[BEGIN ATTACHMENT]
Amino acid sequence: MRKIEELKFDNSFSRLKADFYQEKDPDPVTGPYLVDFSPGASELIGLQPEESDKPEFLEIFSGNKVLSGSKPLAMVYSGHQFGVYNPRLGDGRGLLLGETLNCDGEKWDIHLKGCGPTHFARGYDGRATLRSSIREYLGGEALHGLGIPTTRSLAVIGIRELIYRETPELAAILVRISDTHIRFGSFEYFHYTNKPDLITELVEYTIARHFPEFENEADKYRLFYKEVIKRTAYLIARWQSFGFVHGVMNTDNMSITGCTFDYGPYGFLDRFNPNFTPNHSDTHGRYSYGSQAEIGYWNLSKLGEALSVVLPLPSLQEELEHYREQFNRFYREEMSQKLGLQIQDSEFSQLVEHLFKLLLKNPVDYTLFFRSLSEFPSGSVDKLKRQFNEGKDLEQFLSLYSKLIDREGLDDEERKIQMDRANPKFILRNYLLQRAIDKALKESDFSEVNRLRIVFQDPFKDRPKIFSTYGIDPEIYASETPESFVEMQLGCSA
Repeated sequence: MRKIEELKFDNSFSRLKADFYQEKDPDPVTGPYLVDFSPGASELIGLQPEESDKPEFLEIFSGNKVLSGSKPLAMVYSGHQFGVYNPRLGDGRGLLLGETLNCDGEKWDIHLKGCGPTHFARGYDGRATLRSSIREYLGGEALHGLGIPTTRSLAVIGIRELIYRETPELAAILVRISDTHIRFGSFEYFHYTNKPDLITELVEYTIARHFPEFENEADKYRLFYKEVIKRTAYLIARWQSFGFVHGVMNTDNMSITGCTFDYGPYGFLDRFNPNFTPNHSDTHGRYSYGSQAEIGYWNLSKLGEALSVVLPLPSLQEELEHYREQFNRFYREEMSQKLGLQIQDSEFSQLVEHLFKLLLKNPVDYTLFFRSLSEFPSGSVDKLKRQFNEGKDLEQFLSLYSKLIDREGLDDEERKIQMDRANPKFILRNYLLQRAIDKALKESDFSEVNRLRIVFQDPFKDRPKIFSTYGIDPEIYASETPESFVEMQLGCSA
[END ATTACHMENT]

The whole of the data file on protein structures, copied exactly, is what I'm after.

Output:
Amino acid sequence: MRKIEELKFDNSFSRLKADFYQEKDPDPVTGPYLVDFSPGASELIGLQPEESDKPEFLEIFSGNKVLSGSKPLAMVYSGHQFGVYNPRLGDGRGLLLGETLNCDGEKWDIHLKGCGPTHFARGYDGRATLRSSIREYLGGEALHGLGIPTTRSLAVIGIRELIYRETPELAAILVRISDTHIRFGSFEYFHYTNKPDLITELVEYTIARHFPEFENEADKYRLFYKEVIKRTAYLIARWQSFGFVHGVMNTDNMSITGCTFDYGPYGFLDRFNPNFTPNHSDTHGRYSYGSQAEIGYWNLSKLGEALSVVLPLPSLQEELEHYREQFNRFYREEMSQKLGLQIQDSEFSQLVEHLFKLLLKNPVDYTLFFRSLSEFPSGSVDKLKRQFNEGKDLEQFLSLYSKLIDREGLDDEERKIQMDRANPKFILRNYLLQRAIDKALKESDFSEVNRLRIVFQDPFKDRPKIFSTYGIDPEIYASETPESFVEMQLGCSA
Repeated sequence: MRKIEELKFDNSFSRLKADFYQEKDPDPVTGPYLVDFSPGASELIGLQPEESDKPEFLEIFSGNKVLSGSKPLAMVYSGHQFGVYNPRLGDGRGLLLGETLNCDGEKWDIHLKGCGPTHFARGYDGRATLRSSIREYLGGEALHGLGIPTTRSLAVIGIRELIYRETPELAAILVRISDTHIRFGSFEYFHYTNKPDLITELVEYTIARHFPEFENEADKYRLFYKEVIKRTAYLIARWQSFGFVHGVMNTDNMSITGCTFDYGPYGFLDRFNPNFTPNHSDTHGRYSYGSQAEIGYWNLSKLGEALSVVLPLPSLQEELEHYREQFNRFYREEMSQKLGLQIQDSEFSQLVEHLFKLLLKNPVDYTLFFRSLSEFPSGSVDKLKRQFNEGKDLEQFLSLYSKLIDREGLDDEERKIQMDRANPKFILRNYLLQRAIDKALKESDFSEVNRLRIVFQDPFKDRPKIFSTYGIDPEIYASETPESFVEMQLGCSA